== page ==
Letters to Tuvia#256:Just Made Tuesday#s0l16

Evening T,

I’ m back home tonight, on the couch listening to the wind gently playing  my chimes- just the perfect music to lead me through this letter and the poem below by Mary Ann Reilly who, like me, is grieving the loss of her beloved husband- writing regularly on her blog.  Yesterday, when I opened up the question of closure, she responded with this creation that I discovered at 3:30 this morning as I woke from dreaming about you for the firs time since you’ve been gone.


Closure is too final. 
To grieve is to first hold loss 
tightly fisted to the heart. 
There waves of sadness 
and longing
overwhelm and silence
our world.
“Are we even living?” we wonder. 
And still life pulses
and one day we too 
begin to hear 
beneath the tumult
of grief, faint 
possibilities sounding. 
all the while love remained, 
opening wide spaces 
for kindness and clarity to grow. 
To live with loss 
is to honor the love
we most grieve.
This moment of grace 
helps us to gain 
our feet and stand; 
helps us to see
why there can be no closure. 
Here’s Mary Ann’s blog Between the By-Road and the Main Road
   At the end of this day, after the first  full day of a workshop, Undoing Racism, after a sleep-over at Christine’s working together on our Tell It Digital company, arriving home to a new set of coffee mugs made by Sue Young,  I read this poem once again as I posted here for you.  I feel the hope in this poem.   I feel you with me always as I continue my journey
To live with loss
is to honor the love
we most grieve,
This moment of grace 
helps us to gain 
our feet and stand; 
helps us to see
why there can be no closure. 
  I’m so glad that I’m walking with Mary Ann through this most difficult year. Thank you for writing this poem.
Thank you friends for walking with me for the last 10 months.
Thank you Tuvia for making this grief so necessary,
Bonnie S.

10 thoughts

  1. There are quite a number of grieving people on TWT SOL this year. Some grieve husbands, others their mothers. It has been a hard year…
    I was also very moved by Mary Ann’s piece today, and found myself reading it again and again. It is nice to connect with people who understand d your new reality and who understand your loss. As for me, I would like closure on certain things surrounding my mother’s death: the pain–all of it, the estate settlement, the cemetery issue, …I want to stop holding on to, and therefore, I would like closure on the anger, on the feeling of betrayal (complicated this one is), avoiding the house, etc. But I know that I cannot have closure on Mom’s death. There isn’t a day that goes by that I don’t miss her, think about her, want to tell her about something…
    I don’t know if the grieving ever really stops, or perhaps it just takes extended vacations every now and then…
    In any case, I always read your letters to T and Mary Ann’s poems. When Cheerie writes, it is often about her mother as well. Reading your writing is another way to honor T and Rob and Mom…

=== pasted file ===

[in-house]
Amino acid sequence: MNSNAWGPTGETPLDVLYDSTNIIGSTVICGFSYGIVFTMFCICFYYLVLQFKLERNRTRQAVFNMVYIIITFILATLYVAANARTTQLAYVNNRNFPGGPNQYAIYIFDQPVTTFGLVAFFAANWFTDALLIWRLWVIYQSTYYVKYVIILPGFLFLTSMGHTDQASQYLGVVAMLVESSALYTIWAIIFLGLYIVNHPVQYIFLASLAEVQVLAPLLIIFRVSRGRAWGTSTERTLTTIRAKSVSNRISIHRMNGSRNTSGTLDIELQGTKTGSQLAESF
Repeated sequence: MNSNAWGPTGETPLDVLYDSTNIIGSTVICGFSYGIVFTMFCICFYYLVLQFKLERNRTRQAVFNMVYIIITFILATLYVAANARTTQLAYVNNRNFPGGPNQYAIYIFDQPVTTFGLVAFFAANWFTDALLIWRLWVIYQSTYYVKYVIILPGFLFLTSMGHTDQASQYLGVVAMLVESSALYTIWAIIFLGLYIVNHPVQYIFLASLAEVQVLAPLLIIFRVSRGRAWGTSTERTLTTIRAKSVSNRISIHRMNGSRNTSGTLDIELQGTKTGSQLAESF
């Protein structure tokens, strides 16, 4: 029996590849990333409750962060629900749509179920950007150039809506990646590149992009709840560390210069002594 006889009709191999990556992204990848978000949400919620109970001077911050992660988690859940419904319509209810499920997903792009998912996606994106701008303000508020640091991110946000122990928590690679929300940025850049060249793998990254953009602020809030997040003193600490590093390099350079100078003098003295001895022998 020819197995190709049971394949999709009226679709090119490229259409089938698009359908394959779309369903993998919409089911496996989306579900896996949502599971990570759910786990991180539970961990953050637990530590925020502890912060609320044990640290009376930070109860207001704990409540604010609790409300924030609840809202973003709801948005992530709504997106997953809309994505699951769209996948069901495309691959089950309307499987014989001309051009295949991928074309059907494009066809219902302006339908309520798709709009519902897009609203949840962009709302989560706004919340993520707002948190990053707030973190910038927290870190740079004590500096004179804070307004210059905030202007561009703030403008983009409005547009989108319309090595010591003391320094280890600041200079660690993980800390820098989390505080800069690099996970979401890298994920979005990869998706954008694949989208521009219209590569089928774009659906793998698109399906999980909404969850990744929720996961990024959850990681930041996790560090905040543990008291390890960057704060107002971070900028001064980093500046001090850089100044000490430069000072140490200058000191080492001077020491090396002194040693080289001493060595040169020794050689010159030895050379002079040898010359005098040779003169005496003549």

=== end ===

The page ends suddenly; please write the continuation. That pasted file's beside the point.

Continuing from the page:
Best wishes!

  2. I hear you Maribeth and feel your journey as well. Thankfully I am spared the issue of dealing with Tuvia’s estate- his sons are taking care of that. I am only there for support. I take Tuvia with me forever. I’m starting to feel that more and more now, without that torturous pain that weighed me down for many months. I’m not looking forward to our planned unveiling at the end of August, but we will be together as a family for it. Love our Slicer community for support.

  3. Knowing others are going through similar situations helps ease the pain. Support groups are so important. The support you have, Bonnie, is a testament to who you are.

  4. Living moments filled with grief are ones of sorrow, pondering, and necessary live in the past but hope for the future moments. I am glad that you and Mary Ann found each other.

  5. It is a good thing to have a friend traveling a similar road, and even for those saddest times, To hear someone else’s words of grief feels a lot less lonely. I haven’t read Mary Ann’s posts, Bonnie, but how wonderful that you two are sharing with each other. It is a beautiful poem.

  6. May Ann’s poems and artwork are astonishing, really. She is able to see the universal in her personal journey through grief. Glad that Tell It Digital is going strong!

Leave a Reply

Fill in your details below or click an icon to log in:

WordPress.com Logo

You are commenting using your WordPress.com account. Log Out /  Change )

Twitter picture

You are commenting using your Twitter account. Log Out /  Change )

Facebook photo

You are commenting using your Facebook account. Log Out /  Change )

Connecting to %s

This site uses Akismet to reduce spam. Learn how your comment data is processed.


"writing is the painting of the voice" -Voltaire-

Tammy L. Breitweiser

short fiction writer * PUSH Community leader

lit bits and pieces

Snippets of learning and life


a motherhood community for moms who do it all


This WordPress.com site is the cat’s pajamas

Crawling Out of the Classroom

In everything that my students and I do together, we strive to find ways to use reading and writing to make the world outside of our classroom a better place for all of us to be

Lisa's Ramblings: Random Thoughts on the World We Live In...


Freeing the Writer Within

As I See It

Observations on Life

AnnaGCockerille Literacy

The Generative Power of Language: Building Literacy Skills One Word at a Time

Haddon Musings

There are 11,507 stories in Haddonfield; this is one of them.

To Read To Write To Be

Thoughts on learning and teaching

Just Let Me Teach

MrsWp, ELA Teacher


How to stay sane studying to become a teacher, and eventually, during your first years (when I get there!)


Smile! You’re at the best WordPress.com site ever

%d bloggers like this: